For the past few years, Frank has served as a coach for the Elkhorn Elementary School girls basketball team and the girls team at Elkhorn Middle School. This past year she just coached at EMS, where her niece, La’Kyiah Taylor, plays.

“I feel like I’m living through them,” Frank said. “I miss playing basketball. I wish I could still play, but my knee is done. It’s fun to give the knowledge of the game to someone who wants to hear it and wants to learn.

“Coaching middle school is fun because they’re still learning and deciding if they like it or not. It’s fun to just teach them.”

Along with teaching and coaching, Frank is also a makeup artist. Through her business, Faces by Frank, she does makeup for a variety of events such as weddings, formals, parties and children’s parties.

“I’ve always loved makeup,” Frank said. “I’ve been practicing on my friends since middle school.”

The makeup venture began when she needed something to occupy her time during the COVID-19 shutdown. She invested in a variety of makeup products and started taking classes. She learned about different products, skin prep, certain techniques, contouring, highlighting, concealer and eye shadow.

Malaka Frank puts blush on her longtime friend Secoya Washington. The two have been friends for 20 years. “Anything I go to — weddings, prom, dinner outings — she does my makeup,” Secoya said. (Photo by Hannah Brown)

She said one of the hardest things to learn was how to do eyebrows.

“Eyebrows were the biggest thing. Eyebrows can make or break you.”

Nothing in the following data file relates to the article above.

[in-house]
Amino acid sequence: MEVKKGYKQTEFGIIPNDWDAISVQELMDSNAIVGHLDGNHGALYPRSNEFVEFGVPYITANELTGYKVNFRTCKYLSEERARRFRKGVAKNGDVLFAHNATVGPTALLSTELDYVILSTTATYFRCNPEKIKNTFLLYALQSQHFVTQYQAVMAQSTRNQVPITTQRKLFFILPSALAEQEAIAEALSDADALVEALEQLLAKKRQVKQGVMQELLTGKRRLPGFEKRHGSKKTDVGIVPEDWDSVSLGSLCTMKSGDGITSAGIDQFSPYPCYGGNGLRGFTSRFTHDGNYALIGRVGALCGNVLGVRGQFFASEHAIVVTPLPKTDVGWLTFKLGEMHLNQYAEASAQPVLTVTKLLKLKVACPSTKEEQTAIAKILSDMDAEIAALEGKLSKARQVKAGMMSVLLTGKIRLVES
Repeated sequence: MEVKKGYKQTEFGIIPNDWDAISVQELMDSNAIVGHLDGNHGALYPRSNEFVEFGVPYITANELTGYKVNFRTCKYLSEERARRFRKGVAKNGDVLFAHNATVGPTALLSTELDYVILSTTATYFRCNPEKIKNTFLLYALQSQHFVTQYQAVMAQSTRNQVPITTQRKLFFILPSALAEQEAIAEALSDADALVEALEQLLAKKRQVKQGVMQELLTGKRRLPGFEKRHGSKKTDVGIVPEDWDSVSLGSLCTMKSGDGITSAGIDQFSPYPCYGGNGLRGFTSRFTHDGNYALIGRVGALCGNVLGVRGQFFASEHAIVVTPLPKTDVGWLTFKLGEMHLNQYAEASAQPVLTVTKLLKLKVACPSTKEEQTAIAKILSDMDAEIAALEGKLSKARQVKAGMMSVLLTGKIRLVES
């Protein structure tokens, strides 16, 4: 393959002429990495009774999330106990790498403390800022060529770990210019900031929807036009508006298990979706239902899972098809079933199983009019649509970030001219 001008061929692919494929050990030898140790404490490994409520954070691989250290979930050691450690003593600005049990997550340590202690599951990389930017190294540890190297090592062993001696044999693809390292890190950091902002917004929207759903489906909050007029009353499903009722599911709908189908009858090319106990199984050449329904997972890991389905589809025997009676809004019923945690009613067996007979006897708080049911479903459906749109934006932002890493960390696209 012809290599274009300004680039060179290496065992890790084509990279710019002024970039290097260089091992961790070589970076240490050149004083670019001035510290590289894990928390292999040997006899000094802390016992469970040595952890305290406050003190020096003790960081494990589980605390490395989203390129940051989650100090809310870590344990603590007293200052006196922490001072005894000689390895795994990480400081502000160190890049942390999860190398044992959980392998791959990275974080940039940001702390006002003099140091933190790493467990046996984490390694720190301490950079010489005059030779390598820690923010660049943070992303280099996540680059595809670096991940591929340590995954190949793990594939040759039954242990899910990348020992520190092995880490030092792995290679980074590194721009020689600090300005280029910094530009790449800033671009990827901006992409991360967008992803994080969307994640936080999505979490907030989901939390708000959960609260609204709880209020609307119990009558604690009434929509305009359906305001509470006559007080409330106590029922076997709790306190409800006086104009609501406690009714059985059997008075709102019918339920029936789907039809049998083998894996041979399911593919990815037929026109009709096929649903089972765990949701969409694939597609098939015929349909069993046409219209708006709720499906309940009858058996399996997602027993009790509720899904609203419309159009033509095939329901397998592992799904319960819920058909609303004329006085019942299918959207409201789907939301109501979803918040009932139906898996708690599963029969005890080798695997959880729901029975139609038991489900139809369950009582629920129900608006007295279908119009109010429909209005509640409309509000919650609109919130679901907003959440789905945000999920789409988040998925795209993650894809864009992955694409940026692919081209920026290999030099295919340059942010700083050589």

Frank said it takes patience to apply makeup, but once she learned certain techniques, she was able to work more efficiently.

“Some things that may have taken me an hour and a half to do in the beginning, may just now take me a half hour,” she said. “When I first started, I charged $15 a face. Now I charge up to $50.

“I’m still learning though. I’m not an expert.”

Frank said the thing she loves most about doing makeup is the confidence it brings.

“If I don’t feel the prettiest, I just put makeup on,” she said. “Makeup for me gives people a chance to feel their prettiest and I like to make people feel pretty and feel good about themselves.

“If they come sit in my chair and putting makeup on them makes them happy, it makes me happy.”

Helping people feel and be the best person they can be is something Frank is passionate about doing. So much so, that she recently signed on to be a mentor for the Wanda Joyce Robinson Foundation — Wanda is Frank’s grandmother.

“Growing up how I grew up, if you don’t have people to pour love into your communities they go south. A similar program helped me as a kid and I stayed out of trouble.”

Frank grew up in a single-parent household with two brothers.